Photo illustration with woman, eyes closed, and man from side for STEM article.


Teaching Diversity in STEM, One Day at a Time

By Jayne Leigh Hallock

There’s a lot of talk about diversity in tech. Schools are attempting to even the playing field, trying to ensure that all students, all genders, all ethnicities and races have access to technology education. So that they can go on and enjoy successful tech careers.

However, several things can challenge this effort. The digital divide compromises the future of many students who have the smarts and the talent – but not the access – to succeed in technology. Then there’s the historical lack of role models in the industry, representation is just now ramping up.

A third challenge is that even students who might be inclined towards technology don’t want to pursue programming. They assume that coding is the only path to a career in tech. Adults in the working world might know that assumption is false – that there are many other career paths – but how to explain what those roles mean to students?

Easy. We don’t. Instead, Slalom Build’s own Dan Hamilton and Deborah Kewa skip the lengthy explanations and just simply…show them.

Dan first got started with kids via Microsoft’s TEALS (Technology Education and Literacy in Schools) philanthropic program. Their motto is “Every student deserves the opportunity to study computer science in high school. TEALS helps schools build and grow sustainable CS programs through partnerships between teachers and volunteers.” He started as a volunteer in Seattle’s Cleveland High School AP computer science class, but at the end of that year, his assigned teacher told him that they were hoping to offer a project-based course for their seniors. Unfortunately, they weren’t offering a senior computer science class at the time. It was the perfect opportunity for Dan to get involved in something early, that would make an impact.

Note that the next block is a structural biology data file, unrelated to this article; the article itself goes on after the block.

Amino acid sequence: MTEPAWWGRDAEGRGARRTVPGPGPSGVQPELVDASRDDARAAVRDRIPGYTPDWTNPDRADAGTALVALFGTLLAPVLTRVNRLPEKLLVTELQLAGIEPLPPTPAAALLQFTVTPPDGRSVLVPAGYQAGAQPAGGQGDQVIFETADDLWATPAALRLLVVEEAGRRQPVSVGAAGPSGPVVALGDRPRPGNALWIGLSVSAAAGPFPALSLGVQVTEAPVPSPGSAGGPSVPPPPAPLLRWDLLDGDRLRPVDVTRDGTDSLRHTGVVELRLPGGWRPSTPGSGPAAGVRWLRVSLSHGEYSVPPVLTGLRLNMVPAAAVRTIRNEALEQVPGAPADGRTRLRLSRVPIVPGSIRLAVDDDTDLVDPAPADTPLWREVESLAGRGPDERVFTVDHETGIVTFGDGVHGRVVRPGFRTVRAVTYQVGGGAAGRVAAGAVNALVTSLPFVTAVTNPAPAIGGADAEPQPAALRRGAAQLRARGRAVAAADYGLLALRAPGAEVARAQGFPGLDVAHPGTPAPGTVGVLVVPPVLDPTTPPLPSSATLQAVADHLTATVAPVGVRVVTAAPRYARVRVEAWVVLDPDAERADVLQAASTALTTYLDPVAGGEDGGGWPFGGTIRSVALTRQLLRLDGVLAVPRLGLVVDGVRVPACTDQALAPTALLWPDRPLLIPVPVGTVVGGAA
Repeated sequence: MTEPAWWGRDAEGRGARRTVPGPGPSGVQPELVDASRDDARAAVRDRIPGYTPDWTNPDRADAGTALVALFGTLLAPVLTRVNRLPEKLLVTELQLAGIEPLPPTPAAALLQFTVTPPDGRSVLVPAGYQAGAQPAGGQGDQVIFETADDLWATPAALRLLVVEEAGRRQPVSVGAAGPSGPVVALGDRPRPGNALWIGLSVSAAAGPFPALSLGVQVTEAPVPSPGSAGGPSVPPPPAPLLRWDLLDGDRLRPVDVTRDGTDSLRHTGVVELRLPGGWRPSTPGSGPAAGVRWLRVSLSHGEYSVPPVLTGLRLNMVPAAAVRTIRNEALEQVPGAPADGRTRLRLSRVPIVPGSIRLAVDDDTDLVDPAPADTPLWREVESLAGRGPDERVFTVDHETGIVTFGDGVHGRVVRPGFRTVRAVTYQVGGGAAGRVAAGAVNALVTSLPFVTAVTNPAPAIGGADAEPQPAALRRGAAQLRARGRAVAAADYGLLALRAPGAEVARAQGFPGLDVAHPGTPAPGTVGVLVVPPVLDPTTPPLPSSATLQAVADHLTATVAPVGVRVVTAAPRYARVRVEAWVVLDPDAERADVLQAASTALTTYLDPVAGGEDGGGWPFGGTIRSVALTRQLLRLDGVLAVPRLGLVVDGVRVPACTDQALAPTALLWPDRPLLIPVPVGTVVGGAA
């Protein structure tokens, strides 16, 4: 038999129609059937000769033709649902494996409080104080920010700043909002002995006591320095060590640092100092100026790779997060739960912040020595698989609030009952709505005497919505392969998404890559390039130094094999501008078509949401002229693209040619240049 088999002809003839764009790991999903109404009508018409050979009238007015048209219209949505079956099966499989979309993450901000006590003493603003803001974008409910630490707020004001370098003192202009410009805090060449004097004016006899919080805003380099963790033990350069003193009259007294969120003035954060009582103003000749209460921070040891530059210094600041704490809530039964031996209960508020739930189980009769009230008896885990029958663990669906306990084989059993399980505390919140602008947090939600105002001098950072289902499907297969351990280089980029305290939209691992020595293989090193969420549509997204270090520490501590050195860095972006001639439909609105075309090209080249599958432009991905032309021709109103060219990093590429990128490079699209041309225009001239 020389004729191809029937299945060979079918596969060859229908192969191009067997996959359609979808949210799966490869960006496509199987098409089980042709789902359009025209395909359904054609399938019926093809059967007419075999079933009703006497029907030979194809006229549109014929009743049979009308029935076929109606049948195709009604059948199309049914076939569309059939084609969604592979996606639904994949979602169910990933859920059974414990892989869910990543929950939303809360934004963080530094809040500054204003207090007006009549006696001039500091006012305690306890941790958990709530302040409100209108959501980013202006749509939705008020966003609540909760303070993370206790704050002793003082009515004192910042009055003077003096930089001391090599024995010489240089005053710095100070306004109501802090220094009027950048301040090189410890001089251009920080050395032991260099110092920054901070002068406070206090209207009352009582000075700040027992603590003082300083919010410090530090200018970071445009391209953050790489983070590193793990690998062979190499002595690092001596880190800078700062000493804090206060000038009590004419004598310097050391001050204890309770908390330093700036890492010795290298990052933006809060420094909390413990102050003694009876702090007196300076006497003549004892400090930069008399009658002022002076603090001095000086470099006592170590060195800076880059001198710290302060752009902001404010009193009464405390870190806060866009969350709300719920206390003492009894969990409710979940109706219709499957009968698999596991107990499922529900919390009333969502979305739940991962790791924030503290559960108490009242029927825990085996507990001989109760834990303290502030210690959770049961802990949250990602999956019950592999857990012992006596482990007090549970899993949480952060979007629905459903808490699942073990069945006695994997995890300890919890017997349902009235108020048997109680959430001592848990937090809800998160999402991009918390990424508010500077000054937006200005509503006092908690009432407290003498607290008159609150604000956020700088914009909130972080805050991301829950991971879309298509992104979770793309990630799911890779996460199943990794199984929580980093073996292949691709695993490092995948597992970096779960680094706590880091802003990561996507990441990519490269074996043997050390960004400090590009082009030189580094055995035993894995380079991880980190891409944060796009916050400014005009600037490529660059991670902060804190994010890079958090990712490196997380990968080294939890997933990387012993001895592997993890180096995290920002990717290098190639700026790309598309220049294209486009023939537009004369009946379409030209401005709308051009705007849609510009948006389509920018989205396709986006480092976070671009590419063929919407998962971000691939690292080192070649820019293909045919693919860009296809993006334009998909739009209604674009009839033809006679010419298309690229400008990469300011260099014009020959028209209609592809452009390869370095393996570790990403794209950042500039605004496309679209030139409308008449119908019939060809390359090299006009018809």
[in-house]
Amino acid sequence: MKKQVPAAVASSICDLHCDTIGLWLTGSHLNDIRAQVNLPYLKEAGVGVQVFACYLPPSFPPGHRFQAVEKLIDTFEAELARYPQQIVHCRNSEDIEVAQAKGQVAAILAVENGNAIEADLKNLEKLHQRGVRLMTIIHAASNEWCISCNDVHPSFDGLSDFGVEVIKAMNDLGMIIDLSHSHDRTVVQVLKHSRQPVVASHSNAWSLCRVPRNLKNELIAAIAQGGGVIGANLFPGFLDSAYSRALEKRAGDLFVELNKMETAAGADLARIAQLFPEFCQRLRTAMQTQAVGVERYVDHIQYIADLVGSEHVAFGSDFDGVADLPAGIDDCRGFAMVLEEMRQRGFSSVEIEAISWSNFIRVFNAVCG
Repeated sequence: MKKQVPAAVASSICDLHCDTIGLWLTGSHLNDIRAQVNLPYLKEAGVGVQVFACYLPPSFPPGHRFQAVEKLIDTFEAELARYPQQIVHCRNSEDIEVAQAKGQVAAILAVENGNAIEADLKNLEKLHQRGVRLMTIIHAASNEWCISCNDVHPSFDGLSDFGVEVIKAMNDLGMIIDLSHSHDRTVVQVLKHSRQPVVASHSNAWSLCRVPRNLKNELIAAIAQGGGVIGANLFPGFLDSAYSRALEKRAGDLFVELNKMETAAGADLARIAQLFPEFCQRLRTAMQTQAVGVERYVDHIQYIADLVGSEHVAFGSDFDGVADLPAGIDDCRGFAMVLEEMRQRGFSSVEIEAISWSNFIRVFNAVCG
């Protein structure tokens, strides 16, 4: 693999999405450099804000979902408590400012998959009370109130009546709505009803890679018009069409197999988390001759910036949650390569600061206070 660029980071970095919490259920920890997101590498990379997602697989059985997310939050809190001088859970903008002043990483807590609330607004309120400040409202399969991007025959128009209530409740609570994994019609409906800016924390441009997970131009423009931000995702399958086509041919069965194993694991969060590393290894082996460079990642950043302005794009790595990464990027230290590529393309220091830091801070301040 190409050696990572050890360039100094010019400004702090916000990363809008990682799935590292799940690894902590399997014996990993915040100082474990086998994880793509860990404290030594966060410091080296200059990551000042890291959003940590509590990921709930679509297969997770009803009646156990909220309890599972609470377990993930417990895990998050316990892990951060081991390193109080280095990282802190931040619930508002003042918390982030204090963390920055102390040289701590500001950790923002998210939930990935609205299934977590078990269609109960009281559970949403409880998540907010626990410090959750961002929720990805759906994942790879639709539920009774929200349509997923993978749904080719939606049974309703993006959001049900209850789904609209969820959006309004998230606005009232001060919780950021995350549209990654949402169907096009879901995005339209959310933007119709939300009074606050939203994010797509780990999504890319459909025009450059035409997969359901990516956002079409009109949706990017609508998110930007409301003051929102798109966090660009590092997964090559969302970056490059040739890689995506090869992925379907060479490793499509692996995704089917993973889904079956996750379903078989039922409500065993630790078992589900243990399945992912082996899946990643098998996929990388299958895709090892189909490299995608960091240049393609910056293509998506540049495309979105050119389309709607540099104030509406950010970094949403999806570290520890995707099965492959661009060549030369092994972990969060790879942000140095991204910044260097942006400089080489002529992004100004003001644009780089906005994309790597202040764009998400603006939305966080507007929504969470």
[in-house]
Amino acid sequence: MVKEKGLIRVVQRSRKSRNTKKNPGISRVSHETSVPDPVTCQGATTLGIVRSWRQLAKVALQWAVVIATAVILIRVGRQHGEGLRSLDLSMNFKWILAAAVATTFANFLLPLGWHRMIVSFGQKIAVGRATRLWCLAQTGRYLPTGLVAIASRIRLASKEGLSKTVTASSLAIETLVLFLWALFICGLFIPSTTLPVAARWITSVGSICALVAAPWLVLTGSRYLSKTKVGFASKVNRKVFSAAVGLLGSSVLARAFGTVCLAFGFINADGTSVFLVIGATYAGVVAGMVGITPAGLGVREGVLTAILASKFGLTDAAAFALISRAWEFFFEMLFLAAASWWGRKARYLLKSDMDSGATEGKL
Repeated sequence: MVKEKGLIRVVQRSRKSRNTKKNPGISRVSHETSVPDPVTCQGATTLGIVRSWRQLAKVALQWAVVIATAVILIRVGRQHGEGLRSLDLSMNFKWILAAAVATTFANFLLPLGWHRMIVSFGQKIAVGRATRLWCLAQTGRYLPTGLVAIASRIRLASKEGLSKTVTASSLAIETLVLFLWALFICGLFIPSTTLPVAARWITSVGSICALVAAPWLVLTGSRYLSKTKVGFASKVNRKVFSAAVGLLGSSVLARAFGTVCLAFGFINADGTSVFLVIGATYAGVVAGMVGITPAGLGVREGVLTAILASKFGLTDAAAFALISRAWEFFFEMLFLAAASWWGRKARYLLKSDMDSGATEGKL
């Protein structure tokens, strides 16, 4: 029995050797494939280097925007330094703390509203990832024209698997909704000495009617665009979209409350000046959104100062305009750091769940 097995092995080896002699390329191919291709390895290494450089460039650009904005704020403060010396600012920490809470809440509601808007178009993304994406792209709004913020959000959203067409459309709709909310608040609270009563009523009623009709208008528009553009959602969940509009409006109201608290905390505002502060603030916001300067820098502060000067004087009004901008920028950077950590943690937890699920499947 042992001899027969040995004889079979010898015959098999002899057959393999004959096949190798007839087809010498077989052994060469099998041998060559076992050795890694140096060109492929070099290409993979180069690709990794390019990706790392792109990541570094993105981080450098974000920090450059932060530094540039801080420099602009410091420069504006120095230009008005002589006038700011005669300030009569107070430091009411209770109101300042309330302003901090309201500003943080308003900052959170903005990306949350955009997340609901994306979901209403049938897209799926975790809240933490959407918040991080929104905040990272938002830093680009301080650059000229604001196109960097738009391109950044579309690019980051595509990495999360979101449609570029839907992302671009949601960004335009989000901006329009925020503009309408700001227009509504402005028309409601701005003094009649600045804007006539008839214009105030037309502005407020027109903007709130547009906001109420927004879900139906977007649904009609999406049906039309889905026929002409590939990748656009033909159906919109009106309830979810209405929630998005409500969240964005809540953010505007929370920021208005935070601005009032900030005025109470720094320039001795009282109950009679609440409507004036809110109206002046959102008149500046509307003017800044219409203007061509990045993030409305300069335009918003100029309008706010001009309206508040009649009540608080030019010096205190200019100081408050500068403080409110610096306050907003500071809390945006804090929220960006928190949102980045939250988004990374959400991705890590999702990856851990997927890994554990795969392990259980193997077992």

Every student deserves the opportunity to study computer science in high school. TEALS helps schools build and grow sustainable CS programs through partnerships between teachers and volunteers.

“They eventually asked me if I would be up for taking over as the full-time AP computer science teacher. When I reminded them that I had a full-time job at Slalom Build, they asked if I could find some way to make it work. Luckily, I was able to talk with my manager and figure out a schedule that would allow me to be able to take off early in order to get down there to teach classes.”

Dan enjoyed the experience so much he wanted to take it a step further. He wanted his kids to not just imagine a technology career, but actually live it, even for just a few hours. So, together with his Slalom colleague Deborah Kewa, he created “A Day in The Life of a Consultant.” Students would be able to see what tech consultants, recruiters, and other folks in the industry did all day.

Dan believes that there's something powerful about demystifying what the tech industry is and what software development can look like. If students don't know anyone, or have a window into how software development works. It's easy for technology to seem like a mystical, elusive thing that isn't for everybody. The powerful thing about the tour is helping students put a face or a story with the industry to say, "Oh, the people doing this aren't that different than me. I could do this.”

Particularly with the population at Cleveland. And in partnering with REACH on this, the team wanted every kid to see someone on the tour that looked like them. Visual proof that yes, there is a place for everyone in this industry.